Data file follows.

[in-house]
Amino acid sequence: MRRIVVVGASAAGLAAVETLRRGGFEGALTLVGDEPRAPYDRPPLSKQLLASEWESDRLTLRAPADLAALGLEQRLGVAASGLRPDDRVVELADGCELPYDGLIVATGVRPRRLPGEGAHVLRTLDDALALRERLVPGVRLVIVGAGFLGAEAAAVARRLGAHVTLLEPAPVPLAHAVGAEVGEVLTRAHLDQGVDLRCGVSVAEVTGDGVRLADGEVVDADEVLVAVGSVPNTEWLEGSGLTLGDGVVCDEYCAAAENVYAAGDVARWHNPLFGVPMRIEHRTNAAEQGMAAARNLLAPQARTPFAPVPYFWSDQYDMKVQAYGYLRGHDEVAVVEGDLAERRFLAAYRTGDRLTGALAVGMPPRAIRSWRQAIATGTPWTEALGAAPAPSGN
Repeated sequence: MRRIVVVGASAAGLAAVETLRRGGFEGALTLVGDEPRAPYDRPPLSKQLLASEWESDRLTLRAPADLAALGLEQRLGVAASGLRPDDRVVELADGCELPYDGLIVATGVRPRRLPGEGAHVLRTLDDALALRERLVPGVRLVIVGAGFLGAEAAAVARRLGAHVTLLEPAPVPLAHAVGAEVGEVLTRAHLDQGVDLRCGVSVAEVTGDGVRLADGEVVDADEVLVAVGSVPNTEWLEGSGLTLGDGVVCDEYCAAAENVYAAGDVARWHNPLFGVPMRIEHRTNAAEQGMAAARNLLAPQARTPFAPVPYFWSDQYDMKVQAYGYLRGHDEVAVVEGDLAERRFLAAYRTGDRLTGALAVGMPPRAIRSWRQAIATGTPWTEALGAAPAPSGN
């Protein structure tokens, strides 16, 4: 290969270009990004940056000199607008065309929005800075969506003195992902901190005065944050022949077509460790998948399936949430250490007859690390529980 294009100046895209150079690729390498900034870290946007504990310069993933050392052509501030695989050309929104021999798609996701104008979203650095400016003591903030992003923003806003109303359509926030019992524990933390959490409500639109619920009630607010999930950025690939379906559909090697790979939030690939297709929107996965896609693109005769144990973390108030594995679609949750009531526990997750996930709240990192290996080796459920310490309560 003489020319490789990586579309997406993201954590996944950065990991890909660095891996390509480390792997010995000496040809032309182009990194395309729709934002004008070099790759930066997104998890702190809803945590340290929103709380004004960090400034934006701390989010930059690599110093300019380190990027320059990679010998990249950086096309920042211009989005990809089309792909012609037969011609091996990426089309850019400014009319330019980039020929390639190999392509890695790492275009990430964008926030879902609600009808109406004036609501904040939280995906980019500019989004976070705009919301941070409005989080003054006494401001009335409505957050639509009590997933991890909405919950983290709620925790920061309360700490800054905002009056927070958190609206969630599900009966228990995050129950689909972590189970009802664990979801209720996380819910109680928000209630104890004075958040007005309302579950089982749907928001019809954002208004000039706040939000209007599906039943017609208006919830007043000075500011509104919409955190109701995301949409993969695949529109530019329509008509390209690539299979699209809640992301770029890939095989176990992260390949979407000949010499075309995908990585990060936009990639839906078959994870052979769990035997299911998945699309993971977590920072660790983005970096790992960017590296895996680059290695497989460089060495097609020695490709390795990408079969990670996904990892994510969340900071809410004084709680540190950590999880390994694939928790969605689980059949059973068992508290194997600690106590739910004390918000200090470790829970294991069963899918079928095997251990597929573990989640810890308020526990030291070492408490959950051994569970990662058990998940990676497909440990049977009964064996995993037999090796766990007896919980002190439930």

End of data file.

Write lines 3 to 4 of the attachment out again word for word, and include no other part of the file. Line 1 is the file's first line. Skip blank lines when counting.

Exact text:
Repeated sequence: MRRIVVVGASAAGLAAVETLRRGGFEGALTLVGDEPRAPYDRPPLSKQLLASEWESDRLTLRAPADLAALGLEQRLGVAASGLRPDDRVVELADGCELPYDGLIVATGVRPRRLPGEGAHVLRTLDDALALRERLVPGVRLVIVGAGFLGAEAAAVARRLGAHVTLLEPAPVPLAHAVGAEVGEVLTRAHLDQGVDLRCGVSVAEVTGDGVRLADGEVVDADEVLVAVGSVPNTEWLEGSGLTLGDGVVCDEYCAAAENVYAAGDVARWHNPLFGVPMRIEHRTNAAEQGMAAARNLLAPQARTPFAPVPYFWSDQYDMKVQAYGYLRGHDEVAVVEGDLAERRFLAAYRTGDRLTGALAVGMPPRAIRSWRQAIATGTPWTEALGAAPAPSGN
């Protein structure tokens, strides 16, 4: 290969270009990004940056000199607008065309929005800075969506003195992902901190005065944050022949077509460790998948399936949430250490007859690390529980 294009100046895209150079690729390498900034870290946007504990310069993933050392052509501030695989050309929104021999798609996701104008979203650095400016003591903030992003923003806003109303359509926030019992524990933390959490409500639109619920009630607010999930950025690939379906559909090697790979939030690939297709929107996965896609693109005769144990973390108030594995679609949750009531526990997750996930709240990192290996080796459920310490309560 003489020319490789990586579309997406993201954590996944950065990991890909660095891996390509480390792997010995000496040809032309182009990194395309729709934002004008070099790759930066997104998890702190809803945590340290929103709380004004960090400034934006701390989010930059690599110093300019380190990027320059990679010998990249950086096309920042211009989005990809089309792909012609037969011609091996990426089309850019400014009319330019980039020929390639190999392509890695790492275009990430964008926030879902609600009808109406004036609501904040939280995906980019500019989004976070705009919301941070409005989080003054006494401001009335409505957050639509009590997933991890909405919950983290709620925790920061309360700490800054905002009056927070958190609206969630599900009966228990995050129950689909972590189970009802664990979801209720996380819910109680928000209630104890004075958040007005309302579950089982749907928001019809954002208004000039706040939000209007599906039943017609208006919830007043000075500011509104919409955190109701995301949409993969695949529109530019329509008509390209690539299979699209809640992301770029890939095989176990992260390949979407000949010499075309995908990585990060936009990639839906078959994870052979769990035997299911998945699309993971977590920072660790983005970096790992960017590296895996680059290695497989460089060495097609020695490709390795990408079969990670996904990892994510969340900071809410004084709680540190950590999880390994694939928790969605689980059949059973068992508290194997600690106590739910004390918000200090470790829970294991069963899918079928095997251990597929573990989640810890308020526990030291070492408490959950051994569970990662058990998940990676497909440990049977009964064996995993037999090796766990007896919980002190439930």